meeting between Muslim leaders and the Mail & Guardian after the publication of a controversial cartoon has left M&G CEO Hoosain Karjieker proud of the community and the process followed to reach a resolution.
The newspaper has undertaken to refrain from publishing any images of the Prophet Muhammad while reviewing their editorial policy in terms of religious matters, after a meeting with Muslim leaders from a cross-section of organisations, and interest groups.
The meeting at Channel Islam in Johannesburg on Wednesday followed a failed court attempt by the Muslim Council of Theologians to stop the newspaper from publishing a Zapiro cartoon on May 21.
The cartoon depicted the Prophet Muhammad reclining on a psychiatrist’s chair bemoaning his followers’ lack of humour. It referenced the uproar in some Muslim communities over the Everyone Draw Muhammad Day campaign.
While interest in the incident has been high, with traffic volumes doubling on the M&G site, there was no violent backlash. Karjieker was particularly impressed with the Muslim Judicial Council (MJC), which called on the community not to boycott the newspaper.
“It’s been very good,” said editor Nic Dawes. “I think a discussion that has been simmering quietly has been brought out into the open. Ultimately we’ve reached a very South African solution.
“I’m delighted actually.”
Represented at the meeting were leaders from the MJC, the Muslim Council of Theologians — or Jamiatul Ulama — and the Somali Association of SA, among others.
“It was a tough meeting but the level of engagement was very mature,” said Karjieker. “It was on a level we haven’t had before as a community or a paper.”
~~~~~~~ And now, for a different article on same ~~~~~~~~
May 26, 2010 6:45 PM | By Sapa
The Mail & Guardian (M&G) newspaper regrets the offence caused by a cartoon depicting the prophet Muhammad published on Friday, editor Nic Dawes said.
Dawes said the newspaper, along with cartoonist Jonathan Shapiro, better known as Zapiro, met with Muslim community representatives and business leaders in Johannesburg on Wednesday to discuss their concerns.
“We explained to them that we did not intend to cause any harm and we distanced ourselves from the islamophobic imagery depicted on a Facebook group,” Dawes told Sapa in a telephonic interview.
The cartoon, published on Friday, depicts Muhammad lying on a couch complaining to a psychiatrist: “Other prophets have followers with a sense of humour!”
Dawes said publishing the cartoon did not mean the newspaper supported the Facebook group “Everybody Draw Muhammad Day” that sparked outrage in Pakistan and other Muslim countries.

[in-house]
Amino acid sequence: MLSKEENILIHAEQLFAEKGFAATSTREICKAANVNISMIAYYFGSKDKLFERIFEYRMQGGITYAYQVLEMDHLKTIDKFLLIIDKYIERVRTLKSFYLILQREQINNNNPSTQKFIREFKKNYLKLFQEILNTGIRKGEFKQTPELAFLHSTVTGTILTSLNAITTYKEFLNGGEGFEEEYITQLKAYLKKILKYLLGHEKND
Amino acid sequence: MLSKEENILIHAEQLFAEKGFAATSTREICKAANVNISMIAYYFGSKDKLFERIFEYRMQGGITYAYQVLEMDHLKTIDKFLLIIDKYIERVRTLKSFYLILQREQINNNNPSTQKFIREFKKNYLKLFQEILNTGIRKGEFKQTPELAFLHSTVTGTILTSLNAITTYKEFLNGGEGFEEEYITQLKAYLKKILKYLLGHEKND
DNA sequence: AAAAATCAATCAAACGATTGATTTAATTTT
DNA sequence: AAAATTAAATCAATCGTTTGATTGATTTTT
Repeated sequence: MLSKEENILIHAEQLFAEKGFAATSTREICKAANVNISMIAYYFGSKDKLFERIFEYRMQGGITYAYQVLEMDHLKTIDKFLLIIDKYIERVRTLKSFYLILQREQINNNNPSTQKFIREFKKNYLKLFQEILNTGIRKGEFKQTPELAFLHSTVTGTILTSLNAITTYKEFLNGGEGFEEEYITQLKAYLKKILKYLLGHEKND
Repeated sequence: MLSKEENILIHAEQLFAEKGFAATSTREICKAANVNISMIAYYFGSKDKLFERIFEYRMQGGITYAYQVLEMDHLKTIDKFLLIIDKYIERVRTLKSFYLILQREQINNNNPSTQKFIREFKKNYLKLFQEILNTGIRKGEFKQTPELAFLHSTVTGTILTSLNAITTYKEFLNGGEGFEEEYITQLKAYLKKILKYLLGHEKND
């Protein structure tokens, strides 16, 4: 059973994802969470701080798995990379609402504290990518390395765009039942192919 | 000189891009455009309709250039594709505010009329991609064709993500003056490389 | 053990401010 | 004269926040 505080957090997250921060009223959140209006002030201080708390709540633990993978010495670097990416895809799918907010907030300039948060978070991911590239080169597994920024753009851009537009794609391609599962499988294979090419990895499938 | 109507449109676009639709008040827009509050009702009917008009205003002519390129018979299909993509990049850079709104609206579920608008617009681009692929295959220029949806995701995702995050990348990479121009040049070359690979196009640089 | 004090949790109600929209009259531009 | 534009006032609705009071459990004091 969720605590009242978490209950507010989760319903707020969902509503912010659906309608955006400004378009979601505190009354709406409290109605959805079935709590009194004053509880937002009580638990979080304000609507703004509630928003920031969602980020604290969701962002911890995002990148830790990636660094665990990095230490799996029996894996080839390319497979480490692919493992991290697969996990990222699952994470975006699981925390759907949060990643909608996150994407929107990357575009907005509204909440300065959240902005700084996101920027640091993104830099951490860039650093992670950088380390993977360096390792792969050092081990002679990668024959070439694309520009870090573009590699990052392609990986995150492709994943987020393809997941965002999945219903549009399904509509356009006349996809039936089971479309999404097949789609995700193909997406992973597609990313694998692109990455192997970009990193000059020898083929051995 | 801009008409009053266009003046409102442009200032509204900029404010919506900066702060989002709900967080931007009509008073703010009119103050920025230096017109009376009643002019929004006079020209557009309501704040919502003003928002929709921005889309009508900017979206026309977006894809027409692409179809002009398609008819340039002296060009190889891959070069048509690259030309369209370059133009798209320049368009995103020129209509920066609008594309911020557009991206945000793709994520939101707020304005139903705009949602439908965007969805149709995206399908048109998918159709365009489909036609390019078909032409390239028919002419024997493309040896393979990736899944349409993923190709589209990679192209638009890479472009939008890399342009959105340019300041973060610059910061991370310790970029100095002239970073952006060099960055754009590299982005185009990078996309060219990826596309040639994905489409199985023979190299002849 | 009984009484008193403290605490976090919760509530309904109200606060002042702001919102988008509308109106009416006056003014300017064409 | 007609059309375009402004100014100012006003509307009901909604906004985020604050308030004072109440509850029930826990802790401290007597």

In distancing itself from the group, the M&G explained on its website the group claimed to be a protest against restrictions on freedom of speech and religious fanaticism, but had seemingly become a forum for venting islamophobic sentiment.
“We certainly didn’t intend the cartoon to be an endorsement of those kinds of sentiments, which we repudiate,” Dawes wrote on the site.
“We regret the offence caused by the cartoon and the pain experienced by many Muslims around the country.”
On Wednesday Dawes said in light of what the paper had learned since publishing the cartoon on Friday, it decided to review its editorial policy on religion, especially where it concerned the Prophet Muhammad.
The review would be informed by consultation with a variety of parties within the country and based on “the constitutional values of freedom of expression and the M&G’s own values of social justice”.
“We have committed to not reproduce depictions of the Prophet during the review period.”
Dawes could not give a time frame on how long the review process would take, but said it may be a couple of months. The review did not mean the M&G was going to relinquish its editorial independence.
“I cannot commit myself to any religious rules in editorial considerations,” he said, but consideration would be given to respect all communities.
“We parted very amicably with the community and I am very pleased that we can come out of it with one of those very special South African solutions where dialogue managed to resolve a very difficult situation,” Dawes said about the meeting.